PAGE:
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Senior Shackster
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Discussion Starter #1 (Edited)
I purchased the first season of "Columbo" at Best Buy a few weeks
ago on sale for $20. It was a great deal since I ended up with nine
entertaining movies that averaged out to a little over $2 per film.



As I've mentioned many times before, for an actor to be fondly remembered
and garner a cult following, they need a 'defining role'. Occasionally more
than one. Peter Falk will always be associated with 'Lt. Columbo', the quirky
off beat TV detective. He's so closely linked to this role that many people assume
he's Italian when in fact he's of Slavic ancestry (Polish, Hungarian, Czech).
When Falk was three he got cancer of his right eye and they had to sugically
remove it. The glass eye that replaced it gave him a vacant stare
which fit well into this character who pretends to be absent minded and
incompetent to put the suspects off guard but is really brilliant and crafty.
The wrickled trenchcoast combined with his short stature (5' 6")
and run down car add to the illusion.


Columbo was an accidental series that developed over several years. It
started as two made for TV movies, "Pescription Murder" (1968) and "Ransom
for a Dead Man" (1971). They were popular enough to adopt into a series...
or should I say a sort of series in 1971. NBC created a new format called
"The NBC Mystery Movie" which was a rotating wheel of different shows
that alternated each month. Columbo was one of them, the others included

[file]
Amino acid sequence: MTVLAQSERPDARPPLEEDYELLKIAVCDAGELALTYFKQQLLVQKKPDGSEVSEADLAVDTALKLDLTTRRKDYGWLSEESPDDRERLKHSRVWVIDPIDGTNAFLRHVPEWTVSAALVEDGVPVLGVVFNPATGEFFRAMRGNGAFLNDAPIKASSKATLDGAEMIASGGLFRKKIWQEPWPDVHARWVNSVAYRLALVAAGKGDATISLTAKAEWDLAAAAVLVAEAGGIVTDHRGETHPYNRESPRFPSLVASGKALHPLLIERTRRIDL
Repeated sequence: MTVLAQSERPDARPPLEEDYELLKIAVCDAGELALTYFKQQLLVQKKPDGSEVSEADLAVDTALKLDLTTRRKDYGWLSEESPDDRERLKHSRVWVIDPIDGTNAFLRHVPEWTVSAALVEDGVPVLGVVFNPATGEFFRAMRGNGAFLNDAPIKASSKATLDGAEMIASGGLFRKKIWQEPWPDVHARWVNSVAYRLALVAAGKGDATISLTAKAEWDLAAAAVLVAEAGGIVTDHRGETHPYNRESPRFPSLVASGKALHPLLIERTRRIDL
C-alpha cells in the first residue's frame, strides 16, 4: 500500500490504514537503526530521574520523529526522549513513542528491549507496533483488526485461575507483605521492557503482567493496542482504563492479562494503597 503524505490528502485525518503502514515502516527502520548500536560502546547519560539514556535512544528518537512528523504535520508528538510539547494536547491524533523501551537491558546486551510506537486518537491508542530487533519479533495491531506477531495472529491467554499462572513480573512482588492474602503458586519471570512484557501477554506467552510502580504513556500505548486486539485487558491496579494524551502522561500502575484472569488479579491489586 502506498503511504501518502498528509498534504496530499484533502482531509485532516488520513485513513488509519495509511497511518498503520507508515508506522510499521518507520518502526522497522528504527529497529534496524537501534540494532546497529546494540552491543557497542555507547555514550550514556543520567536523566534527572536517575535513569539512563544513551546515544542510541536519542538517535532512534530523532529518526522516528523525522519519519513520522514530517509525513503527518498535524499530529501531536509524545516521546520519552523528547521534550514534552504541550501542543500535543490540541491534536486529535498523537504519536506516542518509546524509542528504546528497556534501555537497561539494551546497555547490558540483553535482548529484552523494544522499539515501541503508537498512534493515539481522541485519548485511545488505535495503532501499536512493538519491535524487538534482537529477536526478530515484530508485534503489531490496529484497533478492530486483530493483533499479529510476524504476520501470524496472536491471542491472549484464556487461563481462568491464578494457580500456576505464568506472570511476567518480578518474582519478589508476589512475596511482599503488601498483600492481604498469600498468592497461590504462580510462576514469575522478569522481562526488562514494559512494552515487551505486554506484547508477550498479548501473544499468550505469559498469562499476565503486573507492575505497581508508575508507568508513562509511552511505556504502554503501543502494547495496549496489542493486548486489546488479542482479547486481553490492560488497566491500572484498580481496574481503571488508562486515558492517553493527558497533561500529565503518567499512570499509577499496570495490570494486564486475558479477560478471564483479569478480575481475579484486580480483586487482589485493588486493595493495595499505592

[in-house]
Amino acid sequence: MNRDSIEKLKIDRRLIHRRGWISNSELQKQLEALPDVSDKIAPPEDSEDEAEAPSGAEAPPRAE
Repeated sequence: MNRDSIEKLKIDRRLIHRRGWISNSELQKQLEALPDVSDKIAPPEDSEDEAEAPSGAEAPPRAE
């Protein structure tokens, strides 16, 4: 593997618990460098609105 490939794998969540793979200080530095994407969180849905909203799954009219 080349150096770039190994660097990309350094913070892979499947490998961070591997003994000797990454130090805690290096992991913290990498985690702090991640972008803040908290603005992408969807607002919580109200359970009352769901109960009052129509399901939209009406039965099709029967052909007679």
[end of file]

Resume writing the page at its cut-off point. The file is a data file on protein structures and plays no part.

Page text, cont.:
"McMillan and Wife" and "McCloud", neither of which I liked then or now.
But I did enjoy the Columbo episodes when they were first broadcast.
Seeing them again decades later projected on my DLP, they held up
nicely. They were all photographed in 35mm by classic studio cameramen
so they have a slick look with vivid colors and set design. The sound is
mono and a bit hissy at times but otherwise acceptable in these dialogue
driven narratives. The opticals tend to be gimmicky in the style of the era
with freeze frames and blur ins for transitions which is the only element that
dates the movies a bit. Like all TV labwork, those shots tend to be grainy and
contain dust on them. Otherwise the images are clean and in very good shape.


My first surprise was discovering the director of the series premiere was
Steven Spielberg in the episode "Murder by the Book". Following the trend
of the two TV movies, Columbo only investigates high profile killings made
by the wealthy celebrities in Hollywood. This gave the producers the excuse to hire
notable actors to appear as guest villains and contain
excellent production value shooting in or around mansions of the rich and famous.
The guest stars in this first season include Robert Culp, Eddie Albert,
Jack Cassidy and Roddy McDowall. All of them look like they're having
a great time and the contrast between their surroundings and the rumpled
detective is part of the fun.


Just one more thing...


There's something that really bothers me...


This series is classified as 'mystery movies' but they aren't.
You know up front who the murderer is. The thing to watch for
is what minor mistake they made that Columbo traps them with.
They are really 'police procedurals' like "The French Connection" but with an
upper class setting. And if you wanted to nitpick, much of the evidence Columbo
pins on them would probably not hold up in court. All of the shows
are fun to watch and Falk is very amusing in the title role. After the series ran
it's course, Falk returned in his old age to make some more TV movies playing
the character then finally retired from the role.


In summary: Picture A-, Sound B, Cinematography A, Performances A, Music B,
Story and Screenplays A-
 
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